Before I begin, I will note that this question has been asked and answered in the past, though not quite in this form. Some of the spotlights show this.
What is GP?
The simple definition, of course, is to expand that acronym into the full phrase, Gracious Professionalism. But the real definition may be far deeper.
In the multiple years that I have been a member of these forums, I have seen just about anything someone doesn’t like called “un-GP”. This could be anything from building a practice robot to various (legal) game strategies to having “mentor-built” robots. In almost every case, the person making that particular claim is promptly told that he/she is wrong in making the claim. Why is that person wrong, either in the claim’s content or in the fact that it’s made at all? Also, why is the callout of somebody being GP rarely heard?
Before I post my thoughts, I would like to hear some of yours. Here are some guidelines to help you form your thoughts:
- What is Gracious Professionalism to you personally?
1a) Conversely, what is “un-GP” to you personally?
- Keep it clean–no accusations (specific or general), please. Situational examples, particularly hypothetical ones, are encouraged, however.
- For purposes of this thread, I want personal opinions, not necessarily team opinions. In other words, I’d really like it if entire teams aren’t judged by someone’s post in this thread, as happens on occasion when the accusations start flying.
Why am I posting this thread?
–I think that the meaning of Gracious Professionalism may have been lost in translation between generations of FIRSTers. Or it’s been changed subtly over the years so that the old-timers don’t recognize it.
–It’s quite possible that rookies haven’t learned about it fully yet. This is a good opportunity to teach them–they’re done building, but not yet in the heat of competition.
–Ditto for some of the veterans–it’s a good refresher, even if you learned the concept thoroughly and live it.
–It’s a mental exercise. Can’t have a bunch of engineering-type minds idling for two weeks now, can we?
Again, I’ll post my thoughts later; they’re still mildly scrambled right now. Written things make so much more sense when you’re awake enough to tidy them up to be legible.
GP: When you get to a competition and help a team put together their entire robot knowing you’ll be competing against them that the same day
GP is helping other teams so that you will both have the best experience.
EDIT: Let me expand this. GP is doing anything to ensure that other people are happy too. What’s not GP? Being rude is a simple example. You’re making someone else not have a good time. I’ll post more later, but this is what first came to mind.
GP can have very different meanings in different situations, but I feel a good general definition is as follows:
Going above and beyond the call of duty to help a teammate, friend, fellow team, or community. I think the idea Gracious Professionalism is all too often considered something that only exists in FIRST. In reality, it applies to life, too,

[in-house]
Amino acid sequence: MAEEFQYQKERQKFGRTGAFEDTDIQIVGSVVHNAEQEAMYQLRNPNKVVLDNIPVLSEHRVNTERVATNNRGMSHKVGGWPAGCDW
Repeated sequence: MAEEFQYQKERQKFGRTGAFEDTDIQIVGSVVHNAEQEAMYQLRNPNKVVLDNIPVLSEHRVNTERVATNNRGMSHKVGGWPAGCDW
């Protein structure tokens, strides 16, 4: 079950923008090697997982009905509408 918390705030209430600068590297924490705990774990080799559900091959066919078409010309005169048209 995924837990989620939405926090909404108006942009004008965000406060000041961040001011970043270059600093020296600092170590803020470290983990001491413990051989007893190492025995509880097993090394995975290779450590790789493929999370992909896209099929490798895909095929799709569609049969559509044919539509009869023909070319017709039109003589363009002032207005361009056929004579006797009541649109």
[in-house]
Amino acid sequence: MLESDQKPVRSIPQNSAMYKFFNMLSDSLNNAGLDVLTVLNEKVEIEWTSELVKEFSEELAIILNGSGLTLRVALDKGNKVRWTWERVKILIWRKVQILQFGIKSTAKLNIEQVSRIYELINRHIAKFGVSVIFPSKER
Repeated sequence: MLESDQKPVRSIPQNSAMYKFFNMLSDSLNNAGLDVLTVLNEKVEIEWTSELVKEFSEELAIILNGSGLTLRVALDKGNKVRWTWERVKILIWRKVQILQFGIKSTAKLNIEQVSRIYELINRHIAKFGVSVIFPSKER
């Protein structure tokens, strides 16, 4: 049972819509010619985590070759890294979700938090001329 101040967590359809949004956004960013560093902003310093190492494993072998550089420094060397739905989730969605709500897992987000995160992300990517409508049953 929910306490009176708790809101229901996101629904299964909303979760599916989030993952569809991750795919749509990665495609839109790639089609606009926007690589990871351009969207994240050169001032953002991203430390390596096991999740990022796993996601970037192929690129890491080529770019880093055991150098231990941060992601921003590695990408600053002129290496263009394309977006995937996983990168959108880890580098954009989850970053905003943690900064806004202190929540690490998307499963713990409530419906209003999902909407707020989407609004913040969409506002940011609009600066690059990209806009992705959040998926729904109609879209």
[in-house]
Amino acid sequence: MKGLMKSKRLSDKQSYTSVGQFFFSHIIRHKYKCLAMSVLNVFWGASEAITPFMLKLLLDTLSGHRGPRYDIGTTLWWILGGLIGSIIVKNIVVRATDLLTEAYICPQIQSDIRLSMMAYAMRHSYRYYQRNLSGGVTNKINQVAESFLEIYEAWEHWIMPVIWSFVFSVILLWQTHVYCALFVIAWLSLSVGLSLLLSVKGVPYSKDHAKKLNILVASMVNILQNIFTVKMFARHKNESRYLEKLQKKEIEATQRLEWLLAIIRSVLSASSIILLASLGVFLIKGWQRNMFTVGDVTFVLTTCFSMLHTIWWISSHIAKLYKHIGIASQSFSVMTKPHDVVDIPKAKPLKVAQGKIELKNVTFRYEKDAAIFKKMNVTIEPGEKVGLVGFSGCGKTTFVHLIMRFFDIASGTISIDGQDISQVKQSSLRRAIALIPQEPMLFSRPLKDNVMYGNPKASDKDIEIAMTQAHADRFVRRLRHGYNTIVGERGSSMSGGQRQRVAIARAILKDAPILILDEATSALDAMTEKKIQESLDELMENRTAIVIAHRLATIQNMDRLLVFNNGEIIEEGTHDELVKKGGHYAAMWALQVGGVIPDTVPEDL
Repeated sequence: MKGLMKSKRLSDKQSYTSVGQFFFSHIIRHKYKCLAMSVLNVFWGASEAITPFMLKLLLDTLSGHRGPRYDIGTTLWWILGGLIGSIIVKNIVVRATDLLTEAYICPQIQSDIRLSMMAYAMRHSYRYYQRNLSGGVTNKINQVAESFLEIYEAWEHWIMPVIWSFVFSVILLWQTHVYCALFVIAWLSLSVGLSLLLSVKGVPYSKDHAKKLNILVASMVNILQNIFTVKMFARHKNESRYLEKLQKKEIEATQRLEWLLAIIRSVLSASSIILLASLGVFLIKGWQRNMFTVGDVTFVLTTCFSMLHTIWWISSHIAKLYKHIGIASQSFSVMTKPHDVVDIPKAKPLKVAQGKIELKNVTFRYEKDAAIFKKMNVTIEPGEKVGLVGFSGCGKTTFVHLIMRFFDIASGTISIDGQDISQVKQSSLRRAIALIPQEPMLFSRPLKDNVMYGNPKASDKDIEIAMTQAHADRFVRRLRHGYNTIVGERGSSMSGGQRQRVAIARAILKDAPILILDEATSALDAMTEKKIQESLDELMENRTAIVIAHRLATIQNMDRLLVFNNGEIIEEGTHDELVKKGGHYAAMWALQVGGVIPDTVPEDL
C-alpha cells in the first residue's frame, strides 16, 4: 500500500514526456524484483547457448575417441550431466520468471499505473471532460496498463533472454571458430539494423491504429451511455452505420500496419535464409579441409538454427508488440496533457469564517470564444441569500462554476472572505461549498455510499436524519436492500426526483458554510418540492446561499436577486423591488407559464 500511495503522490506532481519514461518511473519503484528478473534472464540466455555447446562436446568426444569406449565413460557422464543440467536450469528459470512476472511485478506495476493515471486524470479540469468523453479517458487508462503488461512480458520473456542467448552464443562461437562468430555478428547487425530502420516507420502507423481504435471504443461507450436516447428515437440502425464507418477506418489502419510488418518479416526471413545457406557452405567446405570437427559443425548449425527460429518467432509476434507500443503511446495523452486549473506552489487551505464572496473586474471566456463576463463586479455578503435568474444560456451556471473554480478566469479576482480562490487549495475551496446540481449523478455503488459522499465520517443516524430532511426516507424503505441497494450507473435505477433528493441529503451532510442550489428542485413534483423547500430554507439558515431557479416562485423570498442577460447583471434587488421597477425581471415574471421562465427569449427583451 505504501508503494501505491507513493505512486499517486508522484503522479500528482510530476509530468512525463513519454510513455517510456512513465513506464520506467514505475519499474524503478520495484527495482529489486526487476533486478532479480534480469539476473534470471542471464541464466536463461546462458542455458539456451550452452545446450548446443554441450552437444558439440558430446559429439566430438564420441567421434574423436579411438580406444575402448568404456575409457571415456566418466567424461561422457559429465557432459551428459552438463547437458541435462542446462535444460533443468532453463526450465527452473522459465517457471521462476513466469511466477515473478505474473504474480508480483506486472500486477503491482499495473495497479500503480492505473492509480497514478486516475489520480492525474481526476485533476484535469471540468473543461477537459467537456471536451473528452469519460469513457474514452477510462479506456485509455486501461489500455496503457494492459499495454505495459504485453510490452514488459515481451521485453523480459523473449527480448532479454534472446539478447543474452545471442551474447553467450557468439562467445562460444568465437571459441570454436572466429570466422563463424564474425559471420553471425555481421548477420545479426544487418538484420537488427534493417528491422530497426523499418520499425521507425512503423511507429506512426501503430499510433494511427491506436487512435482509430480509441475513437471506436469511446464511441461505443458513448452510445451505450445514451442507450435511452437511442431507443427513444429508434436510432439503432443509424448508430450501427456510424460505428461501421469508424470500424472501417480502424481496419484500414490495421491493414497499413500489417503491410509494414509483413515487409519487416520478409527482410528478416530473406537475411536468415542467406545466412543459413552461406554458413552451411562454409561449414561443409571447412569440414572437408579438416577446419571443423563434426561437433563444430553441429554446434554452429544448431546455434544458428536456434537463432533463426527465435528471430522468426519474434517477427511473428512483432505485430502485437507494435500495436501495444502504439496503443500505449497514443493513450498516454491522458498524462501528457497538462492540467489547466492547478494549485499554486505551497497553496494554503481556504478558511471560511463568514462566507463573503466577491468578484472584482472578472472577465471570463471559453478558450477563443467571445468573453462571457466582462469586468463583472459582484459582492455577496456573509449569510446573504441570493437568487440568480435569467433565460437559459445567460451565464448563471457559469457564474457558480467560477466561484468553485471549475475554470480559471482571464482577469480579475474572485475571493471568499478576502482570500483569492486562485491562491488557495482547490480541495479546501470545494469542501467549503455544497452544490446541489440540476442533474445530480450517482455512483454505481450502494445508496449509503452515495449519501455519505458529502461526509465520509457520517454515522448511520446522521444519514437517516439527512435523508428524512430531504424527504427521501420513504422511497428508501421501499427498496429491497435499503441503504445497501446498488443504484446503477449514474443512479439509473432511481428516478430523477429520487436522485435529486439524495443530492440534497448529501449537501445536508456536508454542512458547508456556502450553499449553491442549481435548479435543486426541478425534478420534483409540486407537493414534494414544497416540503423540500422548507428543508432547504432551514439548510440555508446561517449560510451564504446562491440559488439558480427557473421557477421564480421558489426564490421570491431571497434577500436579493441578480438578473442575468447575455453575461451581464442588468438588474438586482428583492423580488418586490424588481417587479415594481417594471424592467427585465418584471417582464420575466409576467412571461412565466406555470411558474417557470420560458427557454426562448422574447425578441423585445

A good metaphor for GP, in my mind, is the Medal of Honor.
Putting aside whatever differences you have to reach a common goal.
When a student, mentor or team is unselfish toward those he she or them competes against and cares more for the well-being, learning and potential of another student, mentor or team than any fame or blue banner could ever promote; is when GP exists.
There is no such thing as “un-GP.” When something is the opposite of GP, it simply is what it is. GP is not a standard; not to be forced onto someone or some team as a ‘shame on you’ for doing the opposite of our most exploited two-word phrase. Only when we see true Gracious Professionalism is when should we mention it at all.
This, obviously, is what it means to me and how I speak it to others.
Gracious Professionalism is declining an alliance invitation without creating hurt feelings or animosity.
Gracious Professionalism is being declined when offering an alliance invitation while realizing that team is doing what it believes is in its best interest.
Gracious Professionalism is watching a team decline another’s request at alliance pairing without booing or catcalling.
Gracious Professionalism is being embarrassed at an event by an underperforming catstrophe of a robot, yet standing and applauding for every award because you realize that as hard as you worked that season, the other team must have worked even harder to get their achievements.
GP is knowing that we are all on the same team, not matter what number is on our robot.
This means helping, supporting, encouraging, and constructively criticizing each other as we would our own team.
This scene from Buckeye 2005 is one of my most cherished memories of GP in action.
I stayed awake most of the night thinking about this thread, Eric.